What a Fool Believes He Sees

[An essay at theatlantic.com inspired me to give the old blog a new name–the first line of Shakespeare’s Henry V. A Muse of fire can destroy a Death Star.]
Homily on the Parable of the Sower

The eternal Word proceeds eternally from the Father. He pours out the eternal Spirit. And He gives us created reality as we know it, in all its glory.

Or, should I say: He gives us reality as we strive to know it. The work of our lifetime: to attune our wayward and ignorant minds to reality as it actually is, as God gives it to us.

To hear the Word and accept it—that requires constant effort. It requires our daily readiness to admit that we, for the most part, live in our own little dream-worlds, miles away from God and each other.

doobie brothers 1979

What a fool believes he sees no wise man has the power to reason away.

(Doobie Brothers, 1979)

How? How can we find the courage to reason away all our own foolishness? So we can welcome God’s gift, as it comes? Without getting in His way? Without shutting the little door that cuts off our ‘personal space’ from the great, lovable world outside, full of people whom God gave me to love?

How about if we try to grasp the most-fundamental reality of all, first.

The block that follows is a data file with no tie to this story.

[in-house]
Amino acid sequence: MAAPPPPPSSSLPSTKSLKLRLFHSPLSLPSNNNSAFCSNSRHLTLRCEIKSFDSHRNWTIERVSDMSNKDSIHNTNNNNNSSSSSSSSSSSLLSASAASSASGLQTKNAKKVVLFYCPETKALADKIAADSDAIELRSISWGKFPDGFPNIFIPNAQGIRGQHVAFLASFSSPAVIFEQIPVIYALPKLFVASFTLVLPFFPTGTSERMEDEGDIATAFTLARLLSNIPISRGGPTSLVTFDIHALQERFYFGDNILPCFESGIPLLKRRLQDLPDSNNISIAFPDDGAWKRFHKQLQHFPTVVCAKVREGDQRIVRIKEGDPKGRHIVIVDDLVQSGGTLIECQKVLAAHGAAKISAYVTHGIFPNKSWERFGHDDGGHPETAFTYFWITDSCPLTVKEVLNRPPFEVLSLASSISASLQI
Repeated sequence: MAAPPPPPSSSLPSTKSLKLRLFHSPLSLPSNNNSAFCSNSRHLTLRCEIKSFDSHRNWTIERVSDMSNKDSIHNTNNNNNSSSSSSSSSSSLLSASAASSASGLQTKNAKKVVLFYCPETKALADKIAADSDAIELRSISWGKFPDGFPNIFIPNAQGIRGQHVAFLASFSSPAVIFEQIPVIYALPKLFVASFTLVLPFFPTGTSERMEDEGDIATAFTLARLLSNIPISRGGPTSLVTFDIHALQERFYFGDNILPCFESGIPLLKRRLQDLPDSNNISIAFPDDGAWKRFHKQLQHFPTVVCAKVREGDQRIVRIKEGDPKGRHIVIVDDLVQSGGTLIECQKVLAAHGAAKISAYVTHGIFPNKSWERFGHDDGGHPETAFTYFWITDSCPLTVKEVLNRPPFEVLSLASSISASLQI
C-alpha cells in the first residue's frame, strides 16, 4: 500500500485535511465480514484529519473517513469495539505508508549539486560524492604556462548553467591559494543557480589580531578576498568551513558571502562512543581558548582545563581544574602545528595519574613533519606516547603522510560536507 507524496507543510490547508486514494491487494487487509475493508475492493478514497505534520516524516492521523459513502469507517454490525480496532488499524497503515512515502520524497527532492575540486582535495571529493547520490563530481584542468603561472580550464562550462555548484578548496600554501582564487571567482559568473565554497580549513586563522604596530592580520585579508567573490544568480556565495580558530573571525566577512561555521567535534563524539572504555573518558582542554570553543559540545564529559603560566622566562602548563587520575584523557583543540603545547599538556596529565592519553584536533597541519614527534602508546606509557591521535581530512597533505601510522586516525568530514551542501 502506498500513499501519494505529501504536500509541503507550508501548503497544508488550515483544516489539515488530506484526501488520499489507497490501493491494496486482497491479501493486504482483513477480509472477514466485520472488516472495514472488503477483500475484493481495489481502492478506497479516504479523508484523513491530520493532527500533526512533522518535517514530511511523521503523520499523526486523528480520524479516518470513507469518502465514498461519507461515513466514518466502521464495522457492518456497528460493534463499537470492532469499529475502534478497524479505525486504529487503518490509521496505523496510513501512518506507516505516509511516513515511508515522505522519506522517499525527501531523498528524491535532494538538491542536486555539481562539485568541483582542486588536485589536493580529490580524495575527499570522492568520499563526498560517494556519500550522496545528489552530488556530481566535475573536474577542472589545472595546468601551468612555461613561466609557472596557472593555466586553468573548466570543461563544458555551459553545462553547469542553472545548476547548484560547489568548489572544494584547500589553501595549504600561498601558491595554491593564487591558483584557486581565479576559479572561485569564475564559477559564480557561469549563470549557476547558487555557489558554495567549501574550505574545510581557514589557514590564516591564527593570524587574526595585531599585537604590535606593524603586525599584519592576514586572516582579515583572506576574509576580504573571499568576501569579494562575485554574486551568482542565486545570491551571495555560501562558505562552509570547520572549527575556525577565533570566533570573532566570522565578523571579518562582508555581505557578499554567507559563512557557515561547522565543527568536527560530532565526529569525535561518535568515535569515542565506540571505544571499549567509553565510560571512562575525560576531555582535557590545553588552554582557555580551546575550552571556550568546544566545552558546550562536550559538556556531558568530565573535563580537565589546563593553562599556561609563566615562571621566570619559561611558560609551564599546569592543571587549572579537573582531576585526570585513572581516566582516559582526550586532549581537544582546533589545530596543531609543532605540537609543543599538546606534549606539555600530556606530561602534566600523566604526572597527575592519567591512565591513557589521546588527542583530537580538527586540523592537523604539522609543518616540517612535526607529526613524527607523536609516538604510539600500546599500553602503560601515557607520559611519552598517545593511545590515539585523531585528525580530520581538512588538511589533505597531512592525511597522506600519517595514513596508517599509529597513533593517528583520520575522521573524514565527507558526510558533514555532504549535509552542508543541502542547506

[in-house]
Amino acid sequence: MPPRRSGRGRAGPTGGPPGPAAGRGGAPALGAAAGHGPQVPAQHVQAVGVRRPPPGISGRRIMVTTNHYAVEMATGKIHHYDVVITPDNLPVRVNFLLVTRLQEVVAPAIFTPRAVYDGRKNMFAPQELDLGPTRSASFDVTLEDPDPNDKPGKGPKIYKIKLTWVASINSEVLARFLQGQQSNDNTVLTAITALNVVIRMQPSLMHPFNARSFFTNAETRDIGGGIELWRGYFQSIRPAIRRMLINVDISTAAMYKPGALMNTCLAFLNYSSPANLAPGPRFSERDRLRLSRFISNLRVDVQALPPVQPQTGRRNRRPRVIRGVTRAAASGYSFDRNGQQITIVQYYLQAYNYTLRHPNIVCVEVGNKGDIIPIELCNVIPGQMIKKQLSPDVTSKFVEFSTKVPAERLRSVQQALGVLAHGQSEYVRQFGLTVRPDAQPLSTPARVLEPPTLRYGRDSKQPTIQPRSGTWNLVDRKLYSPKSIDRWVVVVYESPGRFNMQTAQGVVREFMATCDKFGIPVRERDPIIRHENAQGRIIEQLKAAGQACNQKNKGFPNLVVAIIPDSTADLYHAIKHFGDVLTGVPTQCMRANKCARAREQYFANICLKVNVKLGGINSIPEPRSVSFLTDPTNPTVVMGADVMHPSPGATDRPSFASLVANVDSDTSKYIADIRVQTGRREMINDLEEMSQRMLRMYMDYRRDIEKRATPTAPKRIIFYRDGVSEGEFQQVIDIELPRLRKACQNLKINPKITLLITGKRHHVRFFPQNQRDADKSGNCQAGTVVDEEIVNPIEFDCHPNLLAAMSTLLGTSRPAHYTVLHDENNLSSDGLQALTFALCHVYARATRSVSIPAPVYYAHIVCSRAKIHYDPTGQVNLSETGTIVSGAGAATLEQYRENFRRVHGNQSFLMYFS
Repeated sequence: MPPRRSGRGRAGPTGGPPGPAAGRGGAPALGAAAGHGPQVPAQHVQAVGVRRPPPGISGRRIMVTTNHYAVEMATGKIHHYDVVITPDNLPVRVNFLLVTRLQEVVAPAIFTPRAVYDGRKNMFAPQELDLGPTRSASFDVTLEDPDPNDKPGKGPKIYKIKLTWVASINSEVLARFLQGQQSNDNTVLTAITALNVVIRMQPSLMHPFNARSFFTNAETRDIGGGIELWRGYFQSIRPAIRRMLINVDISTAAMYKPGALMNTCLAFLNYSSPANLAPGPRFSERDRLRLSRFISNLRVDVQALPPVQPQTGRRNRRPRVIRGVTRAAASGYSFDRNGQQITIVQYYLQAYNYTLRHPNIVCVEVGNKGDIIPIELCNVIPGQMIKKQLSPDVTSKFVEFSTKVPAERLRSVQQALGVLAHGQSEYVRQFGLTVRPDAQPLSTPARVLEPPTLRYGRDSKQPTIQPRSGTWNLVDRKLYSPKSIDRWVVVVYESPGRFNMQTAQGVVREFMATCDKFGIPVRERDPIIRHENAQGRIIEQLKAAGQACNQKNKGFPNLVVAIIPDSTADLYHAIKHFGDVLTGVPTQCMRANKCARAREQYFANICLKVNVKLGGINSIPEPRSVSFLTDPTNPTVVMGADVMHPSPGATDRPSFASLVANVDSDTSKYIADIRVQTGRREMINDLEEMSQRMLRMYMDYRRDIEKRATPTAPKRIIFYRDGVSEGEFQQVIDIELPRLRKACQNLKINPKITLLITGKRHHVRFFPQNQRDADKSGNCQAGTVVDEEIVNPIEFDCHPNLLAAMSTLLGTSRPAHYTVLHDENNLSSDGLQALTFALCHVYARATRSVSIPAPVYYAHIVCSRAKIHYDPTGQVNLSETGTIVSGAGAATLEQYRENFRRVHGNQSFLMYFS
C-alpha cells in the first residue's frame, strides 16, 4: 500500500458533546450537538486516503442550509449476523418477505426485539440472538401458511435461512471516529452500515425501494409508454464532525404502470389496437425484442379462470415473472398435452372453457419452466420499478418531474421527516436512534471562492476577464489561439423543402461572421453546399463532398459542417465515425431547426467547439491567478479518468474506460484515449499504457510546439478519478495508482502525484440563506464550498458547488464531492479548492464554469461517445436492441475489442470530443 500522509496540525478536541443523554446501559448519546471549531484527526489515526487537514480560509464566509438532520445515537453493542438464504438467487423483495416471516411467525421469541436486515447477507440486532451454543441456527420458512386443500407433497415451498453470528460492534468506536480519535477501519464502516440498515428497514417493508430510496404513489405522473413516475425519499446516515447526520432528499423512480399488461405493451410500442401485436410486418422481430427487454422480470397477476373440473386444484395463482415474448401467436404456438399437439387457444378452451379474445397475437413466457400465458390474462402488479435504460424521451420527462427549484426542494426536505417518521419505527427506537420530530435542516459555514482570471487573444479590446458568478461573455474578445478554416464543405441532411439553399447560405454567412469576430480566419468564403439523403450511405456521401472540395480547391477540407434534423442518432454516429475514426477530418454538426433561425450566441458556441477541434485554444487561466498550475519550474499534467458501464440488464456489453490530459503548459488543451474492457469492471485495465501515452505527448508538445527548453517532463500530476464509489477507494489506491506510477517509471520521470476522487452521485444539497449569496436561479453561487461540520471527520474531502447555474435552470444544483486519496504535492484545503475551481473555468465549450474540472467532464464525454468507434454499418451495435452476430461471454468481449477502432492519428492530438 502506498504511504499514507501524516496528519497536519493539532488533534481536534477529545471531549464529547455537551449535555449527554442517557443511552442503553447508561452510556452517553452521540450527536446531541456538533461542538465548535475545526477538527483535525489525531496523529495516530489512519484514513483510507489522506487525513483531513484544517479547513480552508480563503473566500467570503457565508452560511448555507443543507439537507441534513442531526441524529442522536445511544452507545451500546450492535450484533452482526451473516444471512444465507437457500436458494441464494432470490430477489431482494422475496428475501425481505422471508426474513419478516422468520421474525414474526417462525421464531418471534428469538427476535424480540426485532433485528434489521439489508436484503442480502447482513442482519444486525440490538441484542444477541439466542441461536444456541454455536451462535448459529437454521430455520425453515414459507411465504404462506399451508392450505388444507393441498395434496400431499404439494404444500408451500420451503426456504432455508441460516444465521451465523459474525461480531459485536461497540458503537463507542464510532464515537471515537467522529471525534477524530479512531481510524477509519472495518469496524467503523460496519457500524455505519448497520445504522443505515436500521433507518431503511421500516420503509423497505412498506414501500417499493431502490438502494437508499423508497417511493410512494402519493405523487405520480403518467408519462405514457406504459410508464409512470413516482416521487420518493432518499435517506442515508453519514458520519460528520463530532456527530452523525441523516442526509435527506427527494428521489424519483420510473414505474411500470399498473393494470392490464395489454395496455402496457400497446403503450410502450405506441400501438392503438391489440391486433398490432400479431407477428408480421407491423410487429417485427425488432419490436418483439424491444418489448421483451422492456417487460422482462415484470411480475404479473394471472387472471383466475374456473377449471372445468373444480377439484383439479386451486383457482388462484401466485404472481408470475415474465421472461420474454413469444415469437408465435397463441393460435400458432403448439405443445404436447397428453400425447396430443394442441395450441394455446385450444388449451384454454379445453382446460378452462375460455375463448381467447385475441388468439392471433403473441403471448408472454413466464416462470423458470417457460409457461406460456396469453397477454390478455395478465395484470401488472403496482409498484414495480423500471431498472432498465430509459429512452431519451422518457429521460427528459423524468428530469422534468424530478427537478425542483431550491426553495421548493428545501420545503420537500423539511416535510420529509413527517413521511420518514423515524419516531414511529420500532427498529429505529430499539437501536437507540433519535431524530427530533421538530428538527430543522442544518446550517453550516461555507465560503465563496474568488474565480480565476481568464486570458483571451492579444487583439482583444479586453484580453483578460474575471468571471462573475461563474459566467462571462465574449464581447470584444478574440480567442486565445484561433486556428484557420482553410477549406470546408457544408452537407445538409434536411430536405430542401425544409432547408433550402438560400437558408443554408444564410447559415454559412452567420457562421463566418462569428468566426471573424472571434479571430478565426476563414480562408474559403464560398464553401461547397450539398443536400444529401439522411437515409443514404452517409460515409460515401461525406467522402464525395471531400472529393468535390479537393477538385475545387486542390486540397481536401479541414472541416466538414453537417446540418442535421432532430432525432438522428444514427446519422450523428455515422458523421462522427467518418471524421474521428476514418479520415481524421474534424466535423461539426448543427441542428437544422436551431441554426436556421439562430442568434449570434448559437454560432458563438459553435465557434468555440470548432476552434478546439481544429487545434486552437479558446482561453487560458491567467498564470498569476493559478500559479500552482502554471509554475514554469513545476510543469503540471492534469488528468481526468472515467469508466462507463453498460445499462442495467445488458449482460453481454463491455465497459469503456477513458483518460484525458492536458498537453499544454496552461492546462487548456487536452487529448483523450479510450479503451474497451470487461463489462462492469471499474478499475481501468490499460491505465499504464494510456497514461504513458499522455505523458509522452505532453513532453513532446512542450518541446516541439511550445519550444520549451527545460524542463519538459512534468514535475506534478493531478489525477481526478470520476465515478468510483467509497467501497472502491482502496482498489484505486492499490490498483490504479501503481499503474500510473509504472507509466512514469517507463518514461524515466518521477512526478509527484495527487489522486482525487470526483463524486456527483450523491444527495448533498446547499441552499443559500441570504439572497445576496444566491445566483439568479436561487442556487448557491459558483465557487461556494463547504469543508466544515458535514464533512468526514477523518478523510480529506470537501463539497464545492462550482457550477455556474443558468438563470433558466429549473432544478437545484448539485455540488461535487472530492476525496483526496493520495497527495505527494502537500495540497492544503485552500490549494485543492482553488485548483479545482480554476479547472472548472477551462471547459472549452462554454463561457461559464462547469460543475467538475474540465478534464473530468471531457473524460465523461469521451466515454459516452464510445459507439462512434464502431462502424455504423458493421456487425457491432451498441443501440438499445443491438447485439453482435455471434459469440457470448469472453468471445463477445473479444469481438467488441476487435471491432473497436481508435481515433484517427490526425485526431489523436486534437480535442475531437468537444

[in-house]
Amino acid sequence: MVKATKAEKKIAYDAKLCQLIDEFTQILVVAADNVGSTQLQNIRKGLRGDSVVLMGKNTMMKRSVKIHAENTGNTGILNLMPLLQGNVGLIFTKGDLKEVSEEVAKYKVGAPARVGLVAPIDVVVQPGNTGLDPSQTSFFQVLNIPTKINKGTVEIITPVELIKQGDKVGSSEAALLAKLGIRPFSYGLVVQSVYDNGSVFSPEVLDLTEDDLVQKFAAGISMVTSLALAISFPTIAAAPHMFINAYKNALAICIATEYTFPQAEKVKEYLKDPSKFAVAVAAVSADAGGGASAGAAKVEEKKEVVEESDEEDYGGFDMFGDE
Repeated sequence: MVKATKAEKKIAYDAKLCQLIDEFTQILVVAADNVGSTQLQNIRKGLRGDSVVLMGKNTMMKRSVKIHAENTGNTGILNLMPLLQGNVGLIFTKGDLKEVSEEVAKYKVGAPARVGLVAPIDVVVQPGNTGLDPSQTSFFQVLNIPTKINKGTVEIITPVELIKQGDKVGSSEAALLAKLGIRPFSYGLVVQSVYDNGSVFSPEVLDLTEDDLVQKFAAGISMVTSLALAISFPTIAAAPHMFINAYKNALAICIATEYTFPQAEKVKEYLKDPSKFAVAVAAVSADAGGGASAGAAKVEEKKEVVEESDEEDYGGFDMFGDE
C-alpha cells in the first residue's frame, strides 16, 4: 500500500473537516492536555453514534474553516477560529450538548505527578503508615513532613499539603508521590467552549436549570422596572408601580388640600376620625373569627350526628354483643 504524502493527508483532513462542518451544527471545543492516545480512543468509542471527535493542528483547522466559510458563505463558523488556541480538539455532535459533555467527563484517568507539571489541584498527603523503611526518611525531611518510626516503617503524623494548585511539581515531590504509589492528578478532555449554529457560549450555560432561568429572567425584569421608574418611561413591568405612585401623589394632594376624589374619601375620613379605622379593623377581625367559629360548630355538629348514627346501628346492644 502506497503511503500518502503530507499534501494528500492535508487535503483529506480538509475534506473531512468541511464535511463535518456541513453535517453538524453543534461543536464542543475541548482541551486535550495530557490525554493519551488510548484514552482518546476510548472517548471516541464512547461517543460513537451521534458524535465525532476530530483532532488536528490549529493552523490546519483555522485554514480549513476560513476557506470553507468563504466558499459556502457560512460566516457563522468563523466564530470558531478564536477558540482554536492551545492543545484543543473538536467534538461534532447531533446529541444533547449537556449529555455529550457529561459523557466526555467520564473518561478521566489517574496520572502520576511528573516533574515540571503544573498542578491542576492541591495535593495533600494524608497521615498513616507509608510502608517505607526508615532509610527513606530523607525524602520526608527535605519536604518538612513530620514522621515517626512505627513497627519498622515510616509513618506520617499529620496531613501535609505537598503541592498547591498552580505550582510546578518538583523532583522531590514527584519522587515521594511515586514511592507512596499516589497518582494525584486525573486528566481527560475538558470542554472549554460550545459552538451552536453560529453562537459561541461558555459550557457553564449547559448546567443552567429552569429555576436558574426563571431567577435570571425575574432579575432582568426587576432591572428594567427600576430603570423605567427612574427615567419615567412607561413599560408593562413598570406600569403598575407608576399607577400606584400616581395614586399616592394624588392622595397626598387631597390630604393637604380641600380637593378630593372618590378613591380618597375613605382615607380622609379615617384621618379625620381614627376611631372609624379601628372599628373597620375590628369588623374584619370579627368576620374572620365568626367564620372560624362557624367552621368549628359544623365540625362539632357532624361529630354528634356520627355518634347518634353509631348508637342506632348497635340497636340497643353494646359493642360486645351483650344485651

On the cross, the eternal Word spoke His entire truth. “You are My people!”

Let’s answer: “You are our God!”

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Growing in God

farm

The Parable of the Seed’s Growth. The farmer sleeps and rises, night and day, and his plants grow. He knows not how. [Spanish]

Even if this particular farmer had a doctorate in cellular biology, or botany, or meteorology—he still could not claim really to know how his plants manage to grow. To produce blade, then ear, then the full grain in the ear. The sun has power, and the rain, and Mother Earth, and the genius of the little seed: all have power which the farmer does not fully understand.

If he’s a contemplative sort of person, the farmer sleeps and rises, night and day. He watches this power unfold itself before his eyes. He gives God the glory.